A sports journalist realises he can no longer don the hat of a fan and adjusts reluctantly to the new reality.

On my way to the IPL match between Delhi Daredevils and Rajasthan Royals at the Ferozeshah Kotla stadium on April 6, I found myself sharing an auto (a three-wheeler) with three boys who seemed to be in their early 20s. Since it was a short ride from the Pragati Maidan Metro station, I agreed to sit beside the driver at the front.

The trio sat behind me and began to recount anecdotes from their previous trips to this cricket ground. I couldn’t help but overhear the conversation and soon found myself speaking to them.

The attraction of striking up such conversations, I believe, is the human tendency to identify oneself with others who are going to the same destination. For sports fans, the feeling of oneness is a much-desired emotion.

The experience, I presume, is similar to a pilgrimage. No wonder, fans tend to equate their sporting heroes with God!

“So, from which stand will you watch the match?,” I asked the guy to my extreme-left.

“We’re supposed to enter from gates 10 to 15…”

“Should be the West Stand,” I broke in, in an attempt to show that I’m not an ordinary cricket fan.

“Where will you sit?”

“The press box,” I said, rather sheepishly.

The auto driver and the rest responded in admiration through a long “Whoaaa.”

Unfortunately, the reaction left me slightly disappointed. The revelation of my identity as a sports reporter ensured that I was going to be perceived differently by my co-passengers for the rest of the ride.

My craving to be considered an ordinary fan failed to achieve fulfillment.

The trio reached its destination soon and I shifted to the back seat, waiting for the different gate which allowed me entry into the press box. Upon arriving at the security check point, however, I was suddenly brought back to the world of a common fan. Unfortunately, I wasn’t delighted.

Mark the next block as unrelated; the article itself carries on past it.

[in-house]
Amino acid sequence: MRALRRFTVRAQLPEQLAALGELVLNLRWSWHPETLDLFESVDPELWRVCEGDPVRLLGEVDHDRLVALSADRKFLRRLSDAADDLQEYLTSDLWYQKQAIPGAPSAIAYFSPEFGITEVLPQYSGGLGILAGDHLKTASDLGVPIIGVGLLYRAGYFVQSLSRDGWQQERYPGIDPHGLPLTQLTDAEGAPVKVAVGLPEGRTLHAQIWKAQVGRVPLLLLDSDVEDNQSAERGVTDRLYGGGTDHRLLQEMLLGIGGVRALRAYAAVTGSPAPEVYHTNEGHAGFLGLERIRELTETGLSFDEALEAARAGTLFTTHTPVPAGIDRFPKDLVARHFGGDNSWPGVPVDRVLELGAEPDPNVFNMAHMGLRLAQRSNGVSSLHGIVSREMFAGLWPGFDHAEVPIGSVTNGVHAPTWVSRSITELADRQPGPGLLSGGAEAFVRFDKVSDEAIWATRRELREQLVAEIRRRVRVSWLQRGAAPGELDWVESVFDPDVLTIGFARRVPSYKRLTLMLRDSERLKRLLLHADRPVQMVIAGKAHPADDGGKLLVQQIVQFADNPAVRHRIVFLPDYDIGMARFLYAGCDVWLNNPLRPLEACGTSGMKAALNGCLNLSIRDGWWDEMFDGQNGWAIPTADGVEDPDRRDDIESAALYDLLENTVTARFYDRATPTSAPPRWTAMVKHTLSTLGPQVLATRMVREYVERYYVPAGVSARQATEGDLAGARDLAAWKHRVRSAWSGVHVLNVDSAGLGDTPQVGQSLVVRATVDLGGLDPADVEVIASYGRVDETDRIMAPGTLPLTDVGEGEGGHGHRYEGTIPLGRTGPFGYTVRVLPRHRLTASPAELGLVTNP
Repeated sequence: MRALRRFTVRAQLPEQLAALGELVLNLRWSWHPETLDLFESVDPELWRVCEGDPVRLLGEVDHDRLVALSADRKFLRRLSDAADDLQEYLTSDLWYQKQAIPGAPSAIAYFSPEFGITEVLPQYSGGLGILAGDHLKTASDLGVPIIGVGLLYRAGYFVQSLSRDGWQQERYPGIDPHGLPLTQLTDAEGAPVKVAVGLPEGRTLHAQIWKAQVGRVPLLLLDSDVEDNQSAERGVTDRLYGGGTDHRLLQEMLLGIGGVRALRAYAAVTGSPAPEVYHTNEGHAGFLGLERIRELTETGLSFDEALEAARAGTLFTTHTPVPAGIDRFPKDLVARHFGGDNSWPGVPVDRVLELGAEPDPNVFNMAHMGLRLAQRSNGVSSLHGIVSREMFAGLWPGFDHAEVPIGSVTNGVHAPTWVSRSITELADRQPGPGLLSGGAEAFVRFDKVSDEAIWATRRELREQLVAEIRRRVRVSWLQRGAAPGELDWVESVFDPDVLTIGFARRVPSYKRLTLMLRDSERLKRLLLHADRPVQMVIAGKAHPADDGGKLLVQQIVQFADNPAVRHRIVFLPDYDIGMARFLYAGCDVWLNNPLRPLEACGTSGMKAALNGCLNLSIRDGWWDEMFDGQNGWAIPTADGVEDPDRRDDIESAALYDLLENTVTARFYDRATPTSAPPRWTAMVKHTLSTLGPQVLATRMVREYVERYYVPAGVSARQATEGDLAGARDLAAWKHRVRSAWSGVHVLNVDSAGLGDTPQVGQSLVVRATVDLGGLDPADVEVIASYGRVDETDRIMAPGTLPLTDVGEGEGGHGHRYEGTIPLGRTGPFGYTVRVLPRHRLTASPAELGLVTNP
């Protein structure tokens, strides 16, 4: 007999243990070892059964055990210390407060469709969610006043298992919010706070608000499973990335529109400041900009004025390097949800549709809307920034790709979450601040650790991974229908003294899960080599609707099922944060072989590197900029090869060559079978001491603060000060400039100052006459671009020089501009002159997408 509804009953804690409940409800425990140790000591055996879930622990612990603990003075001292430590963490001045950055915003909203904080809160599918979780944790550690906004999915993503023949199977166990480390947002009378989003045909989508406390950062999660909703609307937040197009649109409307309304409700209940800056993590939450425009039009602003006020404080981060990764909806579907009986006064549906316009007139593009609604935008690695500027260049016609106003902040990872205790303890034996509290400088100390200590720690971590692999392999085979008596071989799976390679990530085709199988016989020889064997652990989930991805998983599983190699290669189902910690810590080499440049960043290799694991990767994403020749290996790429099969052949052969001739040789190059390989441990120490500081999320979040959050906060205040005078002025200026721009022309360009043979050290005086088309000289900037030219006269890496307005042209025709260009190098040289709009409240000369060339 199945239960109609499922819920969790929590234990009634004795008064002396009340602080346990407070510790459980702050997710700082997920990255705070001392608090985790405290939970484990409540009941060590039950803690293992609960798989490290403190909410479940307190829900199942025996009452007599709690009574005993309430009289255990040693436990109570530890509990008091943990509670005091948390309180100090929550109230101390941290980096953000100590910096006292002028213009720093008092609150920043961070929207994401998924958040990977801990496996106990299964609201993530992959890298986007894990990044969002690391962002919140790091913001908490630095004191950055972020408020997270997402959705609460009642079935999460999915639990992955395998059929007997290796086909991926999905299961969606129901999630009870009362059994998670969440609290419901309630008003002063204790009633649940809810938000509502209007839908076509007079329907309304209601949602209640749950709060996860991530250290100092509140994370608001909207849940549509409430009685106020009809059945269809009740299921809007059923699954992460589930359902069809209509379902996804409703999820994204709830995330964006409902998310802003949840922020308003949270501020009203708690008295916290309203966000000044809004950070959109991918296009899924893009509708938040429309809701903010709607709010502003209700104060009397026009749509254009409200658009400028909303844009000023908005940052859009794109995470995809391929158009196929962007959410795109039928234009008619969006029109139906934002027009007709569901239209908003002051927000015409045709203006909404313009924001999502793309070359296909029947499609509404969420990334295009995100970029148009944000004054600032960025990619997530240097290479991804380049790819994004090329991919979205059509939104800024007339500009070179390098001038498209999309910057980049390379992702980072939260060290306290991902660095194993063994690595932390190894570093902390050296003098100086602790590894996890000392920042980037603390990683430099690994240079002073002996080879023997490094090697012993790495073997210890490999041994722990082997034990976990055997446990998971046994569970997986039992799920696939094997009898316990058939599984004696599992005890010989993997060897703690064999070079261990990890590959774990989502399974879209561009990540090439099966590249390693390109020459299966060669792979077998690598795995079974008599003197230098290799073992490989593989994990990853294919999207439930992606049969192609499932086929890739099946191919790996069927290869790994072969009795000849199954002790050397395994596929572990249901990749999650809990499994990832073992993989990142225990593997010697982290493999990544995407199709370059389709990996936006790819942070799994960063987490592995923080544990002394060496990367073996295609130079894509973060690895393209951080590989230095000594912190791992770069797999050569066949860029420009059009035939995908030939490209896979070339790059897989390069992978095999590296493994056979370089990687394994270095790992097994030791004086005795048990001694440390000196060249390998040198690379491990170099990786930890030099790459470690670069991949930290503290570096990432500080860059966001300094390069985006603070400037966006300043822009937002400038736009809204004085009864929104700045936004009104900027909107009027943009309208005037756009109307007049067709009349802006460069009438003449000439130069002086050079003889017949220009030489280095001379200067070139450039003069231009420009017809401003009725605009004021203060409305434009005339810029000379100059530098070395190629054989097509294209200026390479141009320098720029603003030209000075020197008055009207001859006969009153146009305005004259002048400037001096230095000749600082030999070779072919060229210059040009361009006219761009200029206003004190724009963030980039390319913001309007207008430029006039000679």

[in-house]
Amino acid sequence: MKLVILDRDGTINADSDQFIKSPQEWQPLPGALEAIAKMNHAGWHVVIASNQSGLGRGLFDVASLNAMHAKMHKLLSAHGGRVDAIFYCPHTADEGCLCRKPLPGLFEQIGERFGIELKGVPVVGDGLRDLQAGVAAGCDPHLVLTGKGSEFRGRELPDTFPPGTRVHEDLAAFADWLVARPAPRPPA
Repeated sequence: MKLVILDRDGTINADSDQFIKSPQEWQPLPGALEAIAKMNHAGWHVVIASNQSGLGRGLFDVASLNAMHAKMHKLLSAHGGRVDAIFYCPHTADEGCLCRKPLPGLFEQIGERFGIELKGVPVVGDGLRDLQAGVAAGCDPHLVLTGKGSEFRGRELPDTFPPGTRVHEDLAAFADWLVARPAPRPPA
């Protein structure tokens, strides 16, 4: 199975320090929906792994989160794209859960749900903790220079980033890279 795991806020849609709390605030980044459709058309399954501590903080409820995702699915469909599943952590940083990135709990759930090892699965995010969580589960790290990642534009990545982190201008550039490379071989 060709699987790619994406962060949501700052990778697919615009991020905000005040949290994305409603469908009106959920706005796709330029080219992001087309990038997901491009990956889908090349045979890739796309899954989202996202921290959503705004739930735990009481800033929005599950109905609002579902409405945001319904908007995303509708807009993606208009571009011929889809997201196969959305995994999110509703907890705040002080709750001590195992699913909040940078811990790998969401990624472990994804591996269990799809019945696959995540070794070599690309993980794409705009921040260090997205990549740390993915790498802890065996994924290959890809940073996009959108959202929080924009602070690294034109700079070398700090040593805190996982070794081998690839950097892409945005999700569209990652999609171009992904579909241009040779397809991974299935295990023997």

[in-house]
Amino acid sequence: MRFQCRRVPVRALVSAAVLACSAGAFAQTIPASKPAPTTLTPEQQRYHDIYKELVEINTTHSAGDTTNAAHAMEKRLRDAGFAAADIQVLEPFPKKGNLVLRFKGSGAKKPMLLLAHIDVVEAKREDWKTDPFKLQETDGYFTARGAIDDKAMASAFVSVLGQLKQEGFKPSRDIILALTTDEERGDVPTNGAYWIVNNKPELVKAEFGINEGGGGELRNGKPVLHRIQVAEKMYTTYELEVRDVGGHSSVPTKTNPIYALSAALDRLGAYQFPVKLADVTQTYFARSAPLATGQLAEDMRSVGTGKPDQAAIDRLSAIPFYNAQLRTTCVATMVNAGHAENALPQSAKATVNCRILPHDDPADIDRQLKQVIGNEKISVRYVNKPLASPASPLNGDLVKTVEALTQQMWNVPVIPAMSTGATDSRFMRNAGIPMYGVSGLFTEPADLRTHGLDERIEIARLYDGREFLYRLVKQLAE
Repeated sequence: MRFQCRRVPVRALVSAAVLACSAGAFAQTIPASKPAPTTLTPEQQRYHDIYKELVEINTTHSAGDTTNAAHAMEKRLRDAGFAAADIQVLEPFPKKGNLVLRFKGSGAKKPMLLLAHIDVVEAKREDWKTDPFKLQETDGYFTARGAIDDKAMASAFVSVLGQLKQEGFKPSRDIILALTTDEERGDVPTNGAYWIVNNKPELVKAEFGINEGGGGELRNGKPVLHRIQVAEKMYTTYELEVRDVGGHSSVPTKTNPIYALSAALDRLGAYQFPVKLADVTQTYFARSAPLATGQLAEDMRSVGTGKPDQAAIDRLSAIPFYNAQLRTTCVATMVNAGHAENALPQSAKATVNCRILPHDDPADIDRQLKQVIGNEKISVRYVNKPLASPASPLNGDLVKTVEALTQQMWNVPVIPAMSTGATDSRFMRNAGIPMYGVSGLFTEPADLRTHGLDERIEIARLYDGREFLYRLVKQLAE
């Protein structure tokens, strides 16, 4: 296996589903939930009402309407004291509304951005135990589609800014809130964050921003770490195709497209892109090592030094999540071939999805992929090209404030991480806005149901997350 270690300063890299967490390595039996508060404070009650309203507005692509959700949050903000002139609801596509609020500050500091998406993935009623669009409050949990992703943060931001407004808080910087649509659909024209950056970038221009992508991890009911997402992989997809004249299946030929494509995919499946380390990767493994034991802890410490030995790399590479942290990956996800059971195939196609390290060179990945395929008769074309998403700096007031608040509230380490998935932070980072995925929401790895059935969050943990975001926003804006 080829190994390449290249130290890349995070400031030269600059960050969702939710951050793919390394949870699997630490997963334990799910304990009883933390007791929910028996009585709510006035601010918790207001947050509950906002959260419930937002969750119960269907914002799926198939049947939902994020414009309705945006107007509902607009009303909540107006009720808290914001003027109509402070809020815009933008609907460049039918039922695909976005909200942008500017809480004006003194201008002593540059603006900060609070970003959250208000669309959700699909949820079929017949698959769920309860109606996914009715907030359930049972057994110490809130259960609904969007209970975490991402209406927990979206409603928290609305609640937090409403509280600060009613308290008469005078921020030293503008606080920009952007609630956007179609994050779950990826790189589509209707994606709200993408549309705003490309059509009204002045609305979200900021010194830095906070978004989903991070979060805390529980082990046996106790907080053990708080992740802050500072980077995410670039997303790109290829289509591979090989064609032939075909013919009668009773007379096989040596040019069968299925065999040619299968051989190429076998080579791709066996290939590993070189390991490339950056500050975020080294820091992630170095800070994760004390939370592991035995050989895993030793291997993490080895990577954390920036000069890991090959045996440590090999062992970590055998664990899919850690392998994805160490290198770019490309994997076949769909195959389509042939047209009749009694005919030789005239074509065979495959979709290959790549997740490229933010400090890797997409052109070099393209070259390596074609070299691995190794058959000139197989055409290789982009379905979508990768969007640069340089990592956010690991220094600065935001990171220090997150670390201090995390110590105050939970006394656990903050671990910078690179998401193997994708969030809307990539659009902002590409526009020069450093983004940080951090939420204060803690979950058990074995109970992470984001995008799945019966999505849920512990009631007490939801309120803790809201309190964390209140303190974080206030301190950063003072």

The security check process is a great leveler, I learnt. The fact that as a journalist you sit inside a press box covered by glass is hardly considered by the policeman. Drop all the coins in your pocket and off you go!

Slightly taken aback by the police’s failure to treat me differently from the rest, I haggled in vain for a while.

Walking towards the media centre afterwards, I wondered to myself whether I was actually different from the boys I had met on the auto…

The answer arrived soon enough. As I settled down on my carefully chosen seat at the press box, the phrase “best seat in the house” acquired a different meaning.

The culinary delights offered to journalists there further reinforced my growing separation from the fan that sits under the piercing rays of the summer sun and buys exorbitantly-priced food to ensure his presence for the entire duration of the game.

I could ramble on self-indulgently about the air-conditioner and the excellent Wi-Fi network but I should stop now. The argument has been made.

Last month, I watched the final Test of the India-Australia series at the same stadium from the stands. Bereft of the luxuries which welcomed me on my latest visit to the Kotla, I struggled with a side view of the proceedings and poor quality food.

One could see my ‘elevation’ to the press box as a culmination of the hard yards done over the years. However, nothing could be farther from the truth. Many fans would have watched more matches inside a stadium and could still teach me a thing or two about the sport.

We would love to be in your position, people tell me. Yet, the yearning to be identified by a common fan as one’s own refuses to go away. As I walked away from the stadium after the T20 match, the memory of another such aficionado came rushing back to my mind.

On the second morning of that Test in March, I had shared an auto with him too. The same distance and destination! We discussed the match’s state with much interest until he left me at the corner which led to an entrance gate to the stadium.

When we parted ways, there was no need to know anything else about each other. There was a whole-hearted acceptance of each other’s observations on the contest and one’s status as a ‘common’ cricket fan.

On Saturday, that equilibrium was disturbed due to my separate identity as a sports journalist. The accompanying burden induced slight discomfort. I should get used to it.